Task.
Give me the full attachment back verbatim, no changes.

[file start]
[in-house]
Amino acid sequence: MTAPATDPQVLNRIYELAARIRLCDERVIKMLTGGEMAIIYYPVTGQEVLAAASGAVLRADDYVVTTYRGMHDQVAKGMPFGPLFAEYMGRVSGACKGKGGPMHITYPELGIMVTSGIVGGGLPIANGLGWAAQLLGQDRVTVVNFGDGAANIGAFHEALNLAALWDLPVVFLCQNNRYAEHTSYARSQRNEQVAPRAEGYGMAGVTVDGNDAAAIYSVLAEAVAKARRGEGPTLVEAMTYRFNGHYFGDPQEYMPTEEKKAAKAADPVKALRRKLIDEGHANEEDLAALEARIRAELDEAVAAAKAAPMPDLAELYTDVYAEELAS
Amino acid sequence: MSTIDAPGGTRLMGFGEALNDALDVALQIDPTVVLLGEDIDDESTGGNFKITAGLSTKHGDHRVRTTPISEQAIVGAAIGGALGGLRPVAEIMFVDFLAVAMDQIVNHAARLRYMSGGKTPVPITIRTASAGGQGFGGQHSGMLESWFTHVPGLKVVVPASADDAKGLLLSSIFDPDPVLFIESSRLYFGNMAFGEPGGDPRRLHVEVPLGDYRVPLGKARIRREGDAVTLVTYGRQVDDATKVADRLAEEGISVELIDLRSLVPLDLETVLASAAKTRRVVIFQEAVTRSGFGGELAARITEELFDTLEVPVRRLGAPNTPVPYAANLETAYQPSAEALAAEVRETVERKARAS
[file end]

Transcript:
[in-house]
Amino acid sequence: MTAPATDPQVLNRIYELAARIRLCDERVIKMLTGGEMAIIYYPVTGQEVLAAASGAVLRADDYVVTTYRGMHDQVAKGMPFGPLFAEYMGRVSGACKGKGGPMHITYPELGIMVTSGIVGGGLPIANGLGWAAQLLGQDRVTVVNFGDGAANIGAFHEALNLAALWDLPVVFLCQNNRYAEHTSYARSQRNEQVAPRAEGYGMAGVTVDGNDAAAIYSVLAEAVAKARRGEGPTLVEAMTYRFNGHYFGDPQEYMPTEEKKAAKAADPVKALRRKLIDEGHANEEDLAALEARIRAELDEAVAAAKAAPMPDLAELYTDVYAEELAS
Amino acid sequence: MSTIDAPGGTRLMGFGEALNDALDVALQIDPTVVLLGEDIDDESTGGNFKITAGLSTKHGDHRVRTTPISEQAIVGAAIGGALGGLRPVAEIMFVDFLAVAMDQIVNHAARLRYMSGGKTPVPITIRTASAGGQGFGGQHSGMLESWFTHVPGLKVVVPASADDAKGLLLSSIFDPDPVLFIESSRLYFGNMAFGEPGGDPRRLHVEVPLGDYRVPLGKARIRREGDAVTLVTYGRQVDDATKVADRLAEEGISVELIDLRSLVPLDLETVLASAAKTRRVVIFQEAVTRSGFGGELAARITEELFDTLEVPVRRLGAPNTPVPYAANLETAYQPSAEALAAEVRETVERKARAS